“ARLETTE. MUT IST EIN MUSKEL/ARLETTE. COURAGE IS A MUSCLE is a documentary that really gets under your skin. After years with a stiff, painful leg, an operation in a foreign country proves to be the real challenge for this cheery girl. The camera observes everyday life in the clinic from very close-up, all the while remaining sensitive and calm. Looking through the eyes of this African girl, in the throes of puberty, in the midst of a foreign culture, we also find ourselves looking at our society in a new way. At the same time director Florian Hoffmann shows us how home and family give us the resilience to face an uncertain future.”
On 24.04.16 the price for BEST CINEMATOGRAPHY will be awarded for the 9th time in Cologne at the International Women’s Film Festival Dortmund|Cologne. This year Katharina Diessner will be receiving the award in the Documentary Film section for the film ARLETTE. MUT IST EIN MUSKEL/ ARLETTE. COURAGE IS A MUSCLE (Director/Screenplay: Florian Hoffmann, Cinematography: Katharina Diessner, Mathilda Mester, Producer: Tim Oliver Schultz).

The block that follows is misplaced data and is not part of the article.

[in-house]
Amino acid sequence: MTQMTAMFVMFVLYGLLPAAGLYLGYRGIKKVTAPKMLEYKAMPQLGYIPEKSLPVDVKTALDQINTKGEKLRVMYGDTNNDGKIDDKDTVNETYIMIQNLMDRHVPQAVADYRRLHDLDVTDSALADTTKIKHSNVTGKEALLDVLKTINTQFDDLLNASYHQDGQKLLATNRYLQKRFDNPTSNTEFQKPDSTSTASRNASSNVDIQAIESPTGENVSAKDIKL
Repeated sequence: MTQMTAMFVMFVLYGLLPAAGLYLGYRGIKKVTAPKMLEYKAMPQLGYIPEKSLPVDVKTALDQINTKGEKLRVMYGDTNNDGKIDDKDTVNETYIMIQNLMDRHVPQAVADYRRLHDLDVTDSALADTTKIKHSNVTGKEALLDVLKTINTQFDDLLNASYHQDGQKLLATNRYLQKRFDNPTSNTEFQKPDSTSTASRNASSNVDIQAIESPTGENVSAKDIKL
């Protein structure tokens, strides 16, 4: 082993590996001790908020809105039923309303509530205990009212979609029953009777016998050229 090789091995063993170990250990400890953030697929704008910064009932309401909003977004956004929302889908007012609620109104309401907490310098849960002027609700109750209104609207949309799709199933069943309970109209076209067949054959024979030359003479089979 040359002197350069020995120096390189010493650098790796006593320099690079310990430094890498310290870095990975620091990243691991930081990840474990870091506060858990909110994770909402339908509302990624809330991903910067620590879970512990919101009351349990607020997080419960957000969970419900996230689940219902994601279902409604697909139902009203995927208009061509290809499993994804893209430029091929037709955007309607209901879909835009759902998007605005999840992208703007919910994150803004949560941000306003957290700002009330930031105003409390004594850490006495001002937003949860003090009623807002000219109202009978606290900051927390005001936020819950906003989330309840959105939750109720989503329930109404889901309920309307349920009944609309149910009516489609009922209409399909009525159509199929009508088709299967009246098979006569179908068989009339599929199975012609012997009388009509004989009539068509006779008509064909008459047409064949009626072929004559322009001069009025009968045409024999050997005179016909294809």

JURY STATEMENT on the 2016 Cinematography Prize:
“Thanks to Arlette’s powerful presence in the images we can see her inner development from initial loneliness, fear, sadness and fragility in the hospital, passing through despair in an unknown environment, and moving towards increasing strength and growing familiarity. The camera is tenacious, does not look away, remains with the unfolding events and is not the least bit voyeuristic. Although the action is enclosed within limited spaces, the camera maintains an agreeable reticence, tending more to open up the space than to constrict it. Katharina Diessner’s desire to share her admiration for Arlette is tangible in the stance adopted for the camera.”